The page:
On Friday, January 14, about thirty members of a coalition of American and International antiwar and human rights activists gathered for a rally and demonstration at the Queens, New York, District office of Congresswoman Alexandria Ocasio-Cortez demanding that she sponsor legislation to finally end US support for the Saudi war and siege on Yemen. Since last July, peace organizations and constituents in AOC’s district petitioned AOC to introduce legislation to end the war. They are still waiting. On Friday, the activists returned with an urgent demand that AOC "take action consistent with antiwar principles."
The group noted that President Biden has broken his election campaign promise to “treat Saudi Arabia as a pariah nation” and continues to offer "a pariah nation" a $650 million arms sale. Hundreds of thousands of Yemeni have already been killed and millions displaced. The United Nations considers the situation in Yemen to be one of the two greatest human rights crises of our time.
Of those who gathered and spoke out in freezing weather on the sidewalk outside the building at 37th Avenue in Jackson Heights where AOC has her district office, not all agreed with the heading on leaflet prepared for the event, stating unequivocally that "AOC IS NOT ANTI-WAR!" Some cited in her favor the congresswoman’s signature on a December 16 letter to Biden from a bi-partisan group of U.S. lawmakers that said, "The United States must make clear that this cruel and senseless blockade is causing devastating harm to millions of innocent Yemenis and is harmful to diplomacy and the peace process." All present, even those most supportive of AOC, seemed in agreement, though, that given the urgency of the situation, signing a letter and making statements calling for justice and peace is not enough.
One member of the press who was present asked why we were at AOC’s office and not at the congressional offices of other representatives in New York. The answer was that it is precisely because of her strong words for peace that there are higher, not lesser, expectations for AOC than the others. "Why hasn’t AOC sponsored a war powers resolution to force an end to the war in Yemen?" asked Gerald Hassett, a Sunnyside resident and vice president of NYC Veterans For Peace, a question that can be reasonably asked of only of AOC and a very few other members of congress.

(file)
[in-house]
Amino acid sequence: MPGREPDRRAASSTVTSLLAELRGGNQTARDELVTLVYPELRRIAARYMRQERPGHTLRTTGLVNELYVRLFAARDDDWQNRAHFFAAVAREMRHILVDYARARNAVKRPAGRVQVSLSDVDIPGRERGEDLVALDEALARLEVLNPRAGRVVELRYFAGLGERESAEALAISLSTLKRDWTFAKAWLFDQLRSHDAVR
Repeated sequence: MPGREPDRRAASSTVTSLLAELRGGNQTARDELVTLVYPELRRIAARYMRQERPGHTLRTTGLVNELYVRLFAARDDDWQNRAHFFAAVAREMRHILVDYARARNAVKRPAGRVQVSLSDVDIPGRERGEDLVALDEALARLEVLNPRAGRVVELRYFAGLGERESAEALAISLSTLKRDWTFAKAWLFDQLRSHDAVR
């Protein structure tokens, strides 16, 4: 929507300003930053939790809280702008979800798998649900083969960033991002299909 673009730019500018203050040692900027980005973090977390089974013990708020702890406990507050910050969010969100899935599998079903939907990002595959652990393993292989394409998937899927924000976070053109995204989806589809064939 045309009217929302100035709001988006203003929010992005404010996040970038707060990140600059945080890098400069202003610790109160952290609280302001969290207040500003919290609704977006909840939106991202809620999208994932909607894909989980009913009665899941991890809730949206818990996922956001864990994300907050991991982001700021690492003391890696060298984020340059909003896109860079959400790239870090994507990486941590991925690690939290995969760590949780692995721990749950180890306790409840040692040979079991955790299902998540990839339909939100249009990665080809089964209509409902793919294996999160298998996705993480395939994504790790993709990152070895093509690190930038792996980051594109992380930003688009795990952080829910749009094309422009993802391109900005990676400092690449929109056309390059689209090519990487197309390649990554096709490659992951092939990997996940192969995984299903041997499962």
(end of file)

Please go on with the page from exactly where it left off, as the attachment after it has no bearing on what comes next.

Several speakers noted that a war powers act resolution is not enough in itself, that it effects only the participation of United States Armed Forces support for the war and blockade. Beyond a war powers act resolution, AOC is further urged to support their demand that the Biden administration end all arm sales to the Saudis and their coalition partners immediately.
"All Americans must do whatever we can to end this war," said one speaker. "For some of us, standing here in the cold with signs, chants and leaflets is what we can do and we are here doing it. For a member of the United States Congress, as AOC is, what she can do is introduce legislation to invoke the war powers act. We are here doing our part, demanding that she do hers."
Because of COVID-19 concerns, AOC’s and many other congressional offices have cut back on in person meetings of staff and constituents. Although they were informed of the demonstration, the office was empty and no one from AOC’s staff responded or came to speak with the demonstrators. At the end of the rally, many of those attending entered the office building where AOC’s office is on the 3rd floor to at least leave our message at her door.
At the lobby entrance, a nervous young security guard for the building tried to block our entrance, telling us that we were on private property. We patiently explained that while the building is privately owned, it is open to the public and that it houses the office of a US representative whom we had a constitutional right to petition. While the guard argued that the only right we had was a “right to go away,” about a half dozen of slipped by him unnoticed and went up the stairs to leave our protest in the form of posters and leaflets taped to the locked door.
Shocked to find that he had been hoodwinked, the guard contacted the New York City Police who were waiting nearby in case there was "trouble." The police met us coming up the stairs just as we were leaving and the event ended without further confrontation. It can be assumed that the day did not end so peacefully for millions of Yemenis as it did for us.
There does not seem to be any response from AOC or her staff since Friday afternoon, but hopefully, that will come soon. Her constituents and others, in New York, in the United States and around the world will continue to press Congresswoman Alexandria Ocasio-Cortez to go beyond fine words and take real steps to end the war and humanitarian disaster in Yemen.
Brian Terrell is an Iowa based peace activist and a co-coordinator of Bankillerdrones.org.